Individuals and households face a wide array of complex financial choices that can have long-lasting effects on their economic well-being. Understanding the ways in which mental accounting can influence how people manage their finances is of great importance. This article provides a summary overview of mental accounting within the context of consumer financial decision-making. We first discuss the categorization process that underlies mental accounting and the methods people use to categorize funds. We then turn to implications of mental accounting for budgeting, spending, and investment decisions. We conclude by proposing an agenda for future research, focusing on current gaps in our understanding and promising areas to explore.
“The Relationship Between Financial Planner Use and Holding a Retirement Saving Goal: A Propensity Matching Analysis”
by Kyoung Tae Kim, Tae-Young Pak, and Su Hyun Shin (University of Alabama) and Sherman D. Hanna (Ohio State University)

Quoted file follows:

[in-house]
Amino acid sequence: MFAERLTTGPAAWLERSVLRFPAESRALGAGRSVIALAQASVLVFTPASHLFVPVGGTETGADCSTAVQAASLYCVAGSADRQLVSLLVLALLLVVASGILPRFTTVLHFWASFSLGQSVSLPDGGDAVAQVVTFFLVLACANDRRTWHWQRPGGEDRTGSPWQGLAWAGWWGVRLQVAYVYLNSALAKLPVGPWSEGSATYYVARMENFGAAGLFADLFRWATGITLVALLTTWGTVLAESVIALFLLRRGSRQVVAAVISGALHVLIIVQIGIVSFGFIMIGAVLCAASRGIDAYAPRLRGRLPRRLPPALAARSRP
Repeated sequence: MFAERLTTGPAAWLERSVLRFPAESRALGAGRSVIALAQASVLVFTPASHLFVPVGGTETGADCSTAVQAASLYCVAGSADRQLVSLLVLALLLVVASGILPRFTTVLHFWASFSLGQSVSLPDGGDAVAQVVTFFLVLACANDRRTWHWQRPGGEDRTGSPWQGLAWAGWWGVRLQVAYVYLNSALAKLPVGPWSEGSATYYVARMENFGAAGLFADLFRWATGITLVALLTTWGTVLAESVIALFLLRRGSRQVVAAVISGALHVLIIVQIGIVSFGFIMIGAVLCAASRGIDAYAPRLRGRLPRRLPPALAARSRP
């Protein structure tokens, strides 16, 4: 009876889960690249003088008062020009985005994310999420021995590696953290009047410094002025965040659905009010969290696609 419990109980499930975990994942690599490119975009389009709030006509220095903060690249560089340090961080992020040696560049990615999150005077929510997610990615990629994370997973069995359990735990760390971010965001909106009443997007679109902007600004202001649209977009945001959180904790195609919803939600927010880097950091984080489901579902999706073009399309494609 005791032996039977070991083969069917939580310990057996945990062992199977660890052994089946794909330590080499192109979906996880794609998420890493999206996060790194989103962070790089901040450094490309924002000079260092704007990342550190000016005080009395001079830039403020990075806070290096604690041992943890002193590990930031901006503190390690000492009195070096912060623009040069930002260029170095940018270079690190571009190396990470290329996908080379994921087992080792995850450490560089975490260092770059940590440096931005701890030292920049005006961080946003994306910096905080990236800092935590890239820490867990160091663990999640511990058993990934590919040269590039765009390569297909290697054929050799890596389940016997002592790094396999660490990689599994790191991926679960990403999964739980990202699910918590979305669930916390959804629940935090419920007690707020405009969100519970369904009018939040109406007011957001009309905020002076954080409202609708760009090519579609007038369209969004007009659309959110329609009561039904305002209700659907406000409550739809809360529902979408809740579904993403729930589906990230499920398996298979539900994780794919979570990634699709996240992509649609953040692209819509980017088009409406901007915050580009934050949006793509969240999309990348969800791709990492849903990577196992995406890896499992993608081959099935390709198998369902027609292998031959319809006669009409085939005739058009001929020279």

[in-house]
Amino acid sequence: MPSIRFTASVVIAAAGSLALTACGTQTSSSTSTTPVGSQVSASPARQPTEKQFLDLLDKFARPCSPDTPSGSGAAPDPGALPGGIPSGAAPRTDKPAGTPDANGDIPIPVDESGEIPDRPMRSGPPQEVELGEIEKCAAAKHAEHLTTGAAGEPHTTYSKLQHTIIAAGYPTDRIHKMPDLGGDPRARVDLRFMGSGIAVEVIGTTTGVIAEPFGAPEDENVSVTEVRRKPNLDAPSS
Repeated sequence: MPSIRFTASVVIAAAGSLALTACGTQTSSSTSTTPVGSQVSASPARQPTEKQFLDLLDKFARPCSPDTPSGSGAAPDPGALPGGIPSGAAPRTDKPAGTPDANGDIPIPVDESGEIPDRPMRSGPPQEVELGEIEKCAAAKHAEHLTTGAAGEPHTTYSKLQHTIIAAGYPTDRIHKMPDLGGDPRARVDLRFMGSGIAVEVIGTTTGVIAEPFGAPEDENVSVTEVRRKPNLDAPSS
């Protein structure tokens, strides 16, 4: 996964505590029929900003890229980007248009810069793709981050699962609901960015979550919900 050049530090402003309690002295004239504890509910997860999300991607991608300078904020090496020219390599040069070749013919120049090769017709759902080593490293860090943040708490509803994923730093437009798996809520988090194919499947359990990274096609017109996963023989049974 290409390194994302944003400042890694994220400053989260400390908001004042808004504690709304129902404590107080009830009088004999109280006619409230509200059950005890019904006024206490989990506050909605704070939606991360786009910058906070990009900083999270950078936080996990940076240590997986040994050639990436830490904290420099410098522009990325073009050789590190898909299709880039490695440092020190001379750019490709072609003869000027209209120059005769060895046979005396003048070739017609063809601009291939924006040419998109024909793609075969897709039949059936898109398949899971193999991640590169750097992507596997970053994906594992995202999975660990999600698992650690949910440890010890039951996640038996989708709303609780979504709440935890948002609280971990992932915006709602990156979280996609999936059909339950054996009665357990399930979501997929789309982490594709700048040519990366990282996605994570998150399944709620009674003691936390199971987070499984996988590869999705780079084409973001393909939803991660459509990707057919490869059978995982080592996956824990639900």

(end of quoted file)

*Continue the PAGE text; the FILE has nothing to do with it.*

It has been well established in the literature that financial advice leads to informed decision-making and improved financial outcomes. However, there is limited evidence regarding the link between financial planner use and attitudes toward retirement saving. As financial planners provide comprehensive advice for the long-term benefits of clients, their clients may become more aware of retirement saving as an important goal. We used data from the 2010 and 2013 Survey of Consumer Finances to examine the association between financial planner use and setting a retirement saving goal. We found that households who consulted a financial planner were more likely to report retirement as the motive for saving, even after we employed a propensity score matching technique to account for systematic differences between those who used and did not use financial planners. Our findings suggest that financial planners do help individuals achieve their long-term financial objectives by highlighting the importance of retirement planning. The use of other types of financial professionals was not positively associated with the likelihood of setting retirement as an important saving goal in our main model.
“Tightwads and Spendthrifts: An Interdisciplinary Review”
by Scott Rick
Ross School of Business, University of Michigan